As a music critic and longtime fan of Jack White, it’s hard not to become “that guy.” You know the one we speak of, the critic and fan that can not not mention how anything Jack White does outside of The White Stripes compares (and often pales in comparison) to the beloved garage rock duo.
Yet, it’s inevitable because no matter how many solo records, side projects and record labels he is associated with, at the end of the day he’s forever linked to the band that made rock ‘n’ roll fun, creative and interesting again, even if for a brief, shining moment.
And the reason this reviewer has to be “that guy” is because up till now, Jack White’s subsequent music (his singles, solo record and music with The Dead Weather), post-Stripes, have not felt interesting, creative or fun. (From a live perspective, White is probably still one of the most magnetic, charismatic and talented current rock musicians out there).
On record there seems to be a lack of electricity in Jack White since The White Stripes broke up. The fire and manic genius that emitted from his guitar, his mind and his vocal chords just wasn’t there. His first solo record Blunderbuss contained a few great anthems that can be added to the greatest hits vault, but as a record, it’s highly forgettable.
This long set-up brings us to White’s latest record, Lazaretto. From a structural standpoint, it’s really is no different from Blunderbuss. There are a few high-energy, electrified anthems, a couple of slow temp and introspective pieces and some old timey blues (coupled with pretty female vocals) numbers. The pace of the record starts at 100mph and ends at a more thoughtful 25mph. Using the same formula as his previous record should result in the same outcome — a forgettable record with a few hits on it. But instead, we seem to hear more of a reborn Jack White, a self-aware Jack White and most importantly, a creative Jack White.
The songs on Lazaretto are just more interesting than Blunderbuss. White’s performance, both instrumentally and vocally, seem to have more fire in them, more anger, angst and even that signature Jack White playfulness. Listen to some of those lyrics and you can just hear White venting upon his life, himself and the world about — infinitely more interesting than anything on the last record.
Let’s talk about the title track/single ‘Lazaretto’ first and foremost. As odd as it is, it’s still infinitely more accessible to a mainstream audience than anything off Blunderbuss. It’s a distant cousin to “Seven Nation Army,” but maybe closer to a “Blue Orchid” in the fact that despite its weirdness, it still plays well for the masses.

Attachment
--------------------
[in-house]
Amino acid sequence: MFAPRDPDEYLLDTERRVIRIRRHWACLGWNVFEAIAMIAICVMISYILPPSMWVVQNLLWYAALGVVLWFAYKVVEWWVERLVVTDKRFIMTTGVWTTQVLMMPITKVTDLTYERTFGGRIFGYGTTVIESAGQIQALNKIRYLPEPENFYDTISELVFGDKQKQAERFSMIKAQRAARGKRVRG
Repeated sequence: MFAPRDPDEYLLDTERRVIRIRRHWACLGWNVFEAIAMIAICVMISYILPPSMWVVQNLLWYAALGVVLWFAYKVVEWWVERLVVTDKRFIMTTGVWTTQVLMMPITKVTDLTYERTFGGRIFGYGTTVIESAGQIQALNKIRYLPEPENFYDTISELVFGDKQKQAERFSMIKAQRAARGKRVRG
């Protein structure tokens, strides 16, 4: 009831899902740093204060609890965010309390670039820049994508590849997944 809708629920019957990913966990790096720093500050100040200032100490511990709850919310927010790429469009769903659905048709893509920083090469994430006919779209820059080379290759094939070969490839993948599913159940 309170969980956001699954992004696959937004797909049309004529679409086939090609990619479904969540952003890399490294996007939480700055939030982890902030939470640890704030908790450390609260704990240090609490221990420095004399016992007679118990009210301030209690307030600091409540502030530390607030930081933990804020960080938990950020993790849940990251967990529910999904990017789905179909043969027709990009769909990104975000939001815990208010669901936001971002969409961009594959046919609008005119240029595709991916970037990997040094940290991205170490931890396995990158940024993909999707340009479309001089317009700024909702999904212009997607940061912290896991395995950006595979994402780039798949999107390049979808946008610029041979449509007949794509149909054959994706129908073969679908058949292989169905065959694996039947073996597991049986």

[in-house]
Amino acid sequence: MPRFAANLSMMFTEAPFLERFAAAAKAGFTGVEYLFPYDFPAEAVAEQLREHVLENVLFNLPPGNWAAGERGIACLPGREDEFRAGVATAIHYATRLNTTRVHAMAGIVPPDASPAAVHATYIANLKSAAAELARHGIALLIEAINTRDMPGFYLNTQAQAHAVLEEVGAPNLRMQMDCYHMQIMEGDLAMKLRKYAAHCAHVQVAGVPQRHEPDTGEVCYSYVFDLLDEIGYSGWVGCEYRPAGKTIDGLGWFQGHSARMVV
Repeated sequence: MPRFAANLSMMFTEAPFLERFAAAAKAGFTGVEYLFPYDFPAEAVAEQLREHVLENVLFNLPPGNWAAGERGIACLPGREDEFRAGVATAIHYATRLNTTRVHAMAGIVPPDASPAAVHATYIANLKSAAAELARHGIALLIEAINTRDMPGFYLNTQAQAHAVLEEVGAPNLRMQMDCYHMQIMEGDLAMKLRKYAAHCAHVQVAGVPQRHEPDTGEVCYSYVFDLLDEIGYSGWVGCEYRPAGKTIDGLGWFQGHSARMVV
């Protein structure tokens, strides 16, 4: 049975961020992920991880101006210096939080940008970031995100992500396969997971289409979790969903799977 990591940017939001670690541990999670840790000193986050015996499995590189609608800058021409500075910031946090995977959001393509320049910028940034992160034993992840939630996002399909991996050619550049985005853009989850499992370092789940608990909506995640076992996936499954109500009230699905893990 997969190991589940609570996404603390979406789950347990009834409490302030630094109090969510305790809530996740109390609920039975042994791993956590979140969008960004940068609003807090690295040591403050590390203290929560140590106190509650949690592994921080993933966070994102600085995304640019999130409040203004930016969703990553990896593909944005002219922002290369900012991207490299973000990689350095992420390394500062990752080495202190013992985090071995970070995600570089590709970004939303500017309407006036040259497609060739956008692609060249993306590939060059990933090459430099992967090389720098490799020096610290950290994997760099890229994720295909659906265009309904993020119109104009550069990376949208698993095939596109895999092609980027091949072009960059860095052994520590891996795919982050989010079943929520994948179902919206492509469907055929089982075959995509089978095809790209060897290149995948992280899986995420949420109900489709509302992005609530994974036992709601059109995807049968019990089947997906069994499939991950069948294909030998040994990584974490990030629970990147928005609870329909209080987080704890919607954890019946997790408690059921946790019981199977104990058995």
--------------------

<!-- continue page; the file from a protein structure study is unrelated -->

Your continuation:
Other stand outs include the opener “Three Women” in all its Hammond organ-fueled glory. This really sets the tone for the record — it’s obviously a Jack White song, but there’s something just a little different about, it’s a little more bluesy and edgy, it’s definitely not something that came from his recent wheelhouse. The instrumental “High Ball Stepper” is a long-lost cousin to something you would’ve heard of the self-titled debut or De Stijl. “That Black Bat Licorice” sounds like a track that just barely missed the cut from Get Behind Me Satan.
Lazaretto is by no means Jack White’s opus either. Towards the end of the record, the songs tend to blur together, all of them enjoyable, but in the end nothing stands out as a definitive, must-listen song.
To return to being “that guy” for a moment, Jack White’s Lazaretto is probably the most “Jack White sounding” record the artist has produced since the White Stripes called it a day. Simply put, Lazaretto isn’t so much a step into the future for Jack White’s musical journey — it is a much-needed return to form.
Bill Bodkin is the Editor-in-Chief and Co-Founder of Pop-Break. He can be read weekly on Trailer Tuesday and Singles Party columns and contributes regularly through out the week with reviews and interviews. His goal is to write 500 stories this year. He is a graduate of Rutgers University with a degree in Journalism & English and currently works in the world of political polling. He’s the reason there’s so much wrestling on the site and at one time hated The White Stripes. He has since changed his tune. Follow him on Twitter: @PopBreakDotCom